Dual System of Control

Published on November 4, 2014


By  John Van de Vaarst, National Clinician

The monthly “NISOA Referee Nuts and Bolts” column is written primarily for the college and high school soccer Referee. However, any soccer Referee who wishes to improve personal performance may also find that this series is helpful.

All articles address those BASIC techniques, procedures, practice alternatives, and skills that are sometimes forgotten or overlooked while going through the experiences of soccer refereeing. The short discussions and accompanying practical tips stress important advice for competent performance. This month’s article will focus on the dual system of control.

Many officials who work at the intercollegiate level also officiate amateur and even professional soccer.  During these games the officials assigned are required to use the diagonal system of control.  Being assigned as an assistant referee means the official must run up and down the touch line and assist the referee with game control by indicating the ball in and out of play, offside. and assist with foul recognition and overall game control.

On occasion, an official who primarily works the diagonal system of control is asked to officiate an interscholastic game where the dual system of control is used.  This means that the official must change how he/she runs up and down the field and overall positioning on various plays.

The dual system of control provides for two officials on the field with whistles.  While the NFHS Rule Book indicates that one official is the head official, both officials have equal jurisdiction on the field during play.  One is the lead official as play comes toward him/her and the other is the trail.  This changes as the play reverses.  This means that the two officials must be able to work together to ensure that foul recognition is consistent and the game is controlled so that the players and fans may have an enjoyable experience.  When one official is closer to play, he/she normally has primary responsibility for recognizing a foul or issuing a caution or ejection.  Making a call from a distance away when the play is near the other official leads to dissent and possible game control problems.  This  is especially so if the official who was not near the play issues a caution or ejection to the player who was very near the other official.  The near official’s credibility is challenged and future decisions will more than likely be questioned.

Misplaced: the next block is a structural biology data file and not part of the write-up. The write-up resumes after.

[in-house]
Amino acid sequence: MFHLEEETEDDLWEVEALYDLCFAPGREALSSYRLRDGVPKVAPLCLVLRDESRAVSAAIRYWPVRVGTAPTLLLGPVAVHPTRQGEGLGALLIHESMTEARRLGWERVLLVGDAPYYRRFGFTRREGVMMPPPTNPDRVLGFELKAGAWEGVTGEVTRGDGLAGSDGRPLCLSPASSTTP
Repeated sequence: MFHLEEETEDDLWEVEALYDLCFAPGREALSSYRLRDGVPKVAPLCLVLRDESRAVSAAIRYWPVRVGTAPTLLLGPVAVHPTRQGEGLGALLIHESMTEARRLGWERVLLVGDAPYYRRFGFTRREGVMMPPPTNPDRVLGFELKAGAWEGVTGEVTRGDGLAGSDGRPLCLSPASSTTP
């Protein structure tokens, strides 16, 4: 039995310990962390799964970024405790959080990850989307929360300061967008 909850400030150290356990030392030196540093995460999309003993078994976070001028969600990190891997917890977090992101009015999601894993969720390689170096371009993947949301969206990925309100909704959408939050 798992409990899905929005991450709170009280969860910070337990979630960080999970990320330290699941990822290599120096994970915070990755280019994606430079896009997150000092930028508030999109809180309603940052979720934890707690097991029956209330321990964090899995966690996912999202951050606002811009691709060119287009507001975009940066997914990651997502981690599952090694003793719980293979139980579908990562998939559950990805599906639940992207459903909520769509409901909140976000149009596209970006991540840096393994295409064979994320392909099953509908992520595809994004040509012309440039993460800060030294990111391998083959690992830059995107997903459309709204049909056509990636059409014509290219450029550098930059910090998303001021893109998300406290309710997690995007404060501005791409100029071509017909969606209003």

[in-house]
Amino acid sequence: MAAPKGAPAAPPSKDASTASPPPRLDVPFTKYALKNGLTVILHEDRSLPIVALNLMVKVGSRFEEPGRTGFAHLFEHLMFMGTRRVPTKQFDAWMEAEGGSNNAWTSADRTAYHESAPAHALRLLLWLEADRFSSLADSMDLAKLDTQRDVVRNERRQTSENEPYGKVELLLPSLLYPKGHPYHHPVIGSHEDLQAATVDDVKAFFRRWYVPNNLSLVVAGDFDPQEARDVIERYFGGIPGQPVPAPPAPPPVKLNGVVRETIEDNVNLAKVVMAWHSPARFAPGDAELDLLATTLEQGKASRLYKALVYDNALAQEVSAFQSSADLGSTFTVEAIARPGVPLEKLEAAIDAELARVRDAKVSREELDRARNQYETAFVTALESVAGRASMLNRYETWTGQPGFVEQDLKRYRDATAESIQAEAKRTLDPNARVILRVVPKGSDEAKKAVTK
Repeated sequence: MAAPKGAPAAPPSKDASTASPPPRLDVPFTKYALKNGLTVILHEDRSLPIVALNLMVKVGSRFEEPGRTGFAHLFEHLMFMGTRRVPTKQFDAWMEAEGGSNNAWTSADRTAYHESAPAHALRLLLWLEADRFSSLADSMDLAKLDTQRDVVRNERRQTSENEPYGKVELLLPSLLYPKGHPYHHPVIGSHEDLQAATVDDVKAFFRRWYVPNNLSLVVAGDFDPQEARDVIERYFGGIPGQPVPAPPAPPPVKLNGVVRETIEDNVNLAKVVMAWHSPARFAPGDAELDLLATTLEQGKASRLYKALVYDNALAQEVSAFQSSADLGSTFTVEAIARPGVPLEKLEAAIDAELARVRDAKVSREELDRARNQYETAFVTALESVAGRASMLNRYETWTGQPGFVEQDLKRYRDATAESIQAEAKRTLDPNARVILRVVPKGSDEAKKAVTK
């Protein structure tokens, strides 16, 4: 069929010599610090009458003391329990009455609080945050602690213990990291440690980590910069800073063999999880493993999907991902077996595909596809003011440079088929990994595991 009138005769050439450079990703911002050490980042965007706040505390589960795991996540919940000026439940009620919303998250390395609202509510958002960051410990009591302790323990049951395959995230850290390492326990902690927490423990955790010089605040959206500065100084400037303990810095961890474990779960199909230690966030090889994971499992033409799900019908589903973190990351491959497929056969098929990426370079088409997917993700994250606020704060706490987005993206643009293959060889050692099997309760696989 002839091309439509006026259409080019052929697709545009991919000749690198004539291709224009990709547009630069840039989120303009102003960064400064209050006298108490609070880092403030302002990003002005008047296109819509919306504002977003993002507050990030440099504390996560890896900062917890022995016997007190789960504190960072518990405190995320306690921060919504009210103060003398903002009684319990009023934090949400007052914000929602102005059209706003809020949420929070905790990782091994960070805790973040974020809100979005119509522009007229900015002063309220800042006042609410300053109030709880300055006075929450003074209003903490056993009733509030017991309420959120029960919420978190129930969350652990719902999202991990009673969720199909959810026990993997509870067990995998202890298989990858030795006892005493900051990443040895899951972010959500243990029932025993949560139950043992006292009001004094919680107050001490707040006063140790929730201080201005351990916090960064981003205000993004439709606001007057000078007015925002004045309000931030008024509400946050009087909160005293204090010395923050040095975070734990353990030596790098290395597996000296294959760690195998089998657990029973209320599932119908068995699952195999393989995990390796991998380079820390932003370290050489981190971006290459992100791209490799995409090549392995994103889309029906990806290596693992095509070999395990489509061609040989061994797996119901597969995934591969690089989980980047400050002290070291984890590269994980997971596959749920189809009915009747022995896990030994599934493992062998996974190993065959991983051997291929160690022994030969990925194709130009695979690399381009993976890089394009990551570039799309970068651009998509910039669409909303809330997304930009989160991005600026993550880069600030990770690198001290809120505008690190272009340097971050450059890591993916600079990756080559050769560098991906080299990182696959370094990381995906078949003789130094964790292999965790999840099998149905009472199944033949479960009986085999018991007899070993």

The second aspect of working the dual system requires the officials to move away from the touch line and on to the field when the play is across the field.  Assistant referees remain on the touch line but during a dual system the official must be able to “pinch in” to get closer to play and “box” the play with his/her partner.  This is especially so when the play is deep in the corner near the other official.  The trail official must pinch into an area that is almost in the middle of the field so that they can assist with any crosses or reversal of play.

The trail official in a dual system must be able to go as far as possible into the lead official’s half of the field to assist.  At the same time the trail official must be ready to reverse direction and be able to position himself/herself to deal with offside.  In other words, the official must sprint back while stile observing play and obtain a position even with the second from the last defender so offside can be judged properly.  The official must recognize his/her physical limitations but must not use that as an excuse as to not getting close to play.

There are several positions that officials in the dual system must be aware of on restarts and the start of play.  When the game is to begin, the lead official takes a position even with the second to the last defender and the trail official starts play by being near the halfway line and on the field of play.  During dynamic play the officials move up and down the field as described above and work as a team.  When a foul is awarded the lead official moves up to judge offside and the trail official moves down as far as possible to observe the free kick.  On a corner kick, the lead official takes a position on the goal line near the edge of the penalty area while the trail official moves up to the opposite far edge of the penalty area.  This allows both officials to have a clear view of the corner kick and any possible infractions.  In this instance the trail official must be ready to deal with a quick reversal of play and get back into position to see the play and judge offside.

The above positioning tips are not meant to be all inclusive.  These are only a few tips about positioning when working a game that requires the dual system of control.  If an official has not worked a dual system for awhile, he/she should review the positions and mechanics required so that the game is properly controlled.

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